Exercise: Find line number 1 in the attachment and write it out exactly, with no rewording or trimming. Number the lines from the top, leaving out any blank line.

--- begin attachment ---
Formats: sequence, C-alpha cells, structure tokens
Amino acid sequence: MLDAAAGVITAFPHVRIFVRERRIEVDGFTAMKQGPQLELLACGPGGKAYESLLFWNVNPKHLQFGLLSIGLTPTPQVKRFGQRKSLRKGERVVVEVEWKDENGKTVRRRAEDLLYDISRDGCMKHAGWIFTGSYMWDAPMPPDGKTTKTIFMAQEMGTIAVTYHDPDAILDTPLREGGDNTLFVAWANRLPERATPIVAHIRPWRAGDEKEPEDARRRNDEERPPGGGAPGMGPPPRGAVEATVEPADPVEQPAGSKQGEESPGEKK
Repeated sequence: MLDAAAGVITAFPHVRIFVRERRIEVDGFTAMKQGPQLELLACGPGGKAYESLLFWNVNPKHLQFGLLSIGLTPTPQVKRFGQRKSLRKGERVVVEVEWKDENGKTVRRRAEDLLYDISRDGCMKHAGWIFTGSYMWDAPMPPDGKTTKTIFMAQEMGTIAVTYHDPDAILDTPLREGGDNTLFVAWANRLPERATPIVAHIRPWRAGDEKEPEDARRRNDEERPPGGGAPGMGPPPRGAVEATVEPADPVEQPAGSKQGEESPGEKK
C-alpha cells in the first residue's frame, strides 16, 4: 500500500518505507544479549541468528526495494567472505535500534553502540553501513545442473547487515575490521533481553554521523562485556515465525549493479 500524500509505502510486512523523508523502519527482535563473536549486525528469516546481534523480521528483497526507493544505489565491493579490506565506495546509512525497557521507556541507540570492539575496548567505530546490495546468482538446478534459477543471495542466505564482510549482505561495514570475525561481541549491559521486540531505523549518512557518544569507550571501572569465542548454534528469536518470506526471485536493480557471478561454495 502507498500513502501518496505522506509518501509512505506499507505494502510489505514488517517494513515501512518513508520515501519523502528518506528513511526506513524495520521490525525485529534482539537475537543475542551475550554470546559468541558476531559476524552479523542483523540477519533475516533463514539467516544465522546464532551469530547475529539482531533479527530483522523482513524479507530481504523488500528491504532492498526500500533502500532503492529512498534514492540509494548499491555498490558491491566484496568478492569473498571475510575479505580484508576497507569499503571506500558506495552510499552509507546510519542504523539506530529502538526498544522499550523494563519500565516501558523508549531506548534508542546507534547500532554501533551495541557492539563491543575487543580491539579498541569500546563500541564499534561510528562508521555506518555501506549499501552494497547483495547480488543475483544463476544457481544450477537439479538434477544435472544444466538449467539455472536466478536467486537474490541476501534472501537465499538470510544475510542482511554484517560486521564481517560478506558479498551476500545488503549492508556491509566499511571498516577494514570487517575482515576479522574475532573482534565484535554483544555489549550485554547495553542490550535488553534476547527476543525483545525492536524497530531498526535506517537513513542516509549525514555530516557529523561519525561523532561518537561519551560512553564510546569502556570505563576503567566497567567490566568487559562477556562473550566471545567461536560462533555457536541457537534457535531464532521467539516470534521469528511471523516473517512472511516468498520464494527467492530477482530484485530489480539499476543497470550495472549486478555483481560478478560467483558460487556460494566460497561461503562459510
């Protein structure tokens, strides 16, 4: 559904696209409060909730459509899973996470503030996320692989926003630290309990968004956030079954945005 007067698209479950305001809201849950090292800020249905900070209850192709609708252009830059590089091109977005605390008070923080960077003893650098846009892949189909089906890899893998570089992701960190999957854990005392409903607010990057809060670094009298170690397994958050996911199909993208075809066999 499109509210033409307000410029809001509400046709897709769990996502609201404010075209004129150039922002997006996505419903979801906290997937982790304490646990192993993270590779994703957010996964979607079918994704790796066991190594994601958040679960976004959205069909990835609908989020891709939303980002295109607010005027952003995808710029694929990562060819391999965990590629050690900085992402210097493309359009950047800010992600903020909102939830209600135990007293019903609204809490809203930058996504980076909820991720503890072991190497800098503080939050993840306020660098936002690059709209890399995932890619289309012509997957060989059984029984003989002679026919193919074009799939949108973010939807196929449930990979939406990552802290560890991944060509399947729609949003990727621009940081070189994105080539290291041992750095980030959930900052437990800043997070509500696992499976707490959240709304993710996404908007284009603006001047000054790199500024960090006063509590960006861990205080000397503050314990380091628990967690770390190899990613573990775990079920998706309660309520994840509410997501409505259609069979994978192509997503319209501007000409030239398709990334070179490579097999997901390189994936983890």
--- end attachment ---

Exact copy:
Formats: sequence, C-alpha cells, structure tokens